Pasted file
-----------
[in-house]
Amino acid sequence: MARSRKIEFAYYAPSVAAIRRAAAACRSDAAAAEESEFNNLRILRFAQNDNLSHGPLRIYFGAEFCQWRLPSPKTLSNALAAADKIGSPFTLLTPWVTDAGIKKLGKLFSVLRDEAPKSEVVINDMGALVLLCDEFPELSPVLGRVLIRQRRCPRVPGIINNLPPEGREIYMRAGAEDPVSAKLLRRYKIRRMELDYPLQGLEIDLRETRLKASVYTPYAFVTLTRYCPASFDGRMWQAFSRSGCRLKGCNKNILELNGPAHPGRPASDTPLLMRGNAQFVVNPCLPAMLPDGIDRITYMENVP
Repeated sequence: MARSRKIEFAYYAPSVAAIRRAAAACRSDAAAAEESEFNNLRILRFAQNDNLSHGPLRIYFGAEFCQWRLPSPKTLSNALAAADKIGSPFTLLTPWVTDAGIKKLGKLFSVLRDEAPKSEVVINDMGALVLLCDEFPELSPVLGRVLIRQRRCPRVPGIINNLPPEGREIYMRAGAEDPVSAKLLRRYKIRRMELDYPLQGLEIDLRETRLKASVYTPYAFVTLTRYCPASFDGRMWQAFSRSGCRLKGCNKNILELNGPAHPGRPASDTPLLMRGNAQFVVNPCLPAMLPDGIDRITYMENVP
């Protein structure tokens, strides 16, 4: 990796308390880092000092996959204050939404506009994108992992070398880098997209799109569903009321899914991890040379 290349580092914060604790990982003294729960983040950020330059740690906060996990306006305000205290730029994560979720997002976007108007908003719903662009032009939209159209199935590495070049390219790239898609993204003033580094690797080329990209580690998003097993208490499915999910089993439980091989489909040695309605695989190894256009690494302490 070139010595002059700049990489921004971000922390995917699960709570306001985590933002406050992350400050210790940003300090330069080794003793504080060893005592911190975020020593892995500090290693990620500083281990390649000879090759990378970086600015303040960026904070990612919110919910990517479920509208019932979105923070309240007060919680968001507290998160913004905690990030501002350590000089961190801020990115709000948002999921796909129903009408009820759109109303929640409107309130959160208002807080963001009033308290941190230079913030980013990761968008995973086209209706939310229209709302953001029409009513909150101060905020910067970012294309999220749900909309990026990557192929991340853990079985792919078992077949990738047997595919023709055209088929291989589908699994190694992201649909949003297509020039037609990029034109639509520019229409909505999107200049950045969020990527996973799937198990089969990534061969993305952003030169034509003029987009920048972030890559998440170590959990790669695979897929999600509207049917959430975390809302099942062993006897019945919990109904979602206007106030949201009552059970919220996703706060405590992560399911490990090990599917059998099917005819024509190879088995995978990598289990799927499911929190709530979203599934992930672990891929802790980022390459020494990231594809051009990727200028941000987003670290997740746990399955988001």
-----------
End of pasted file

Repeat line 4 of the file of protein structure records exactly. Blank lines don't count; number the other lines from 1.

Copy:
């Protein structure tokens, strides 16, 4: 990796308390880092000092996959204050939404506009994108992992070398880098997209799109569903009321899914991890040379 290349580092914060604790990982003294729960983040950020330059740690906060996990306006305000205290730029994560979720997002976007108007908003719903662009032009939209159209199935590495070049390219790239898609993204003033580094690797080329990209580690998003097993208490499915999910089993439980091989489909040695309605695989190894256009690494302490 070139010595002059700049990489921004971000922390995917699960709570306001985590933002406050992350400050210790940003300090330069080794003793504080060893005592911190975020020593892995500090290693990620500083281990390649000879090759990378970086600015303040960026904070990612919110919910990517479920509208019932979105923070309240007060919680968001507290998160913004905690990030501002350590000089961190801020990115709000948002999921796909129903009408009820759109109303929640409107309130959160208002807080963001009033308290941190230079913030980013990761968008995973086209209706939310229209709302953001029409009513909150101060905020910067970012294309999220749900909309990026990557192929991340853990079985792919078992077949990738047997595919023709055209088929291989589908699994190694992201649909949003297509020039037609990029034109639509520019229409909505999107200049950045969020990527996973799937198990089969990534061969993305952003030169034509003029987009920048972030890559998440170590959990790669695979897929999600509207049917959430975390809302099942062993006897019945919990109904979602206007106030949201009552059970919220996703706060405590992560399911490990090990599917059998099917005819024509190879088995995978990598289990799927499911929190709530979203599934992930672990891929802790980022390459020494990231594809051009990727200028941000987003670290997740746990399955988001």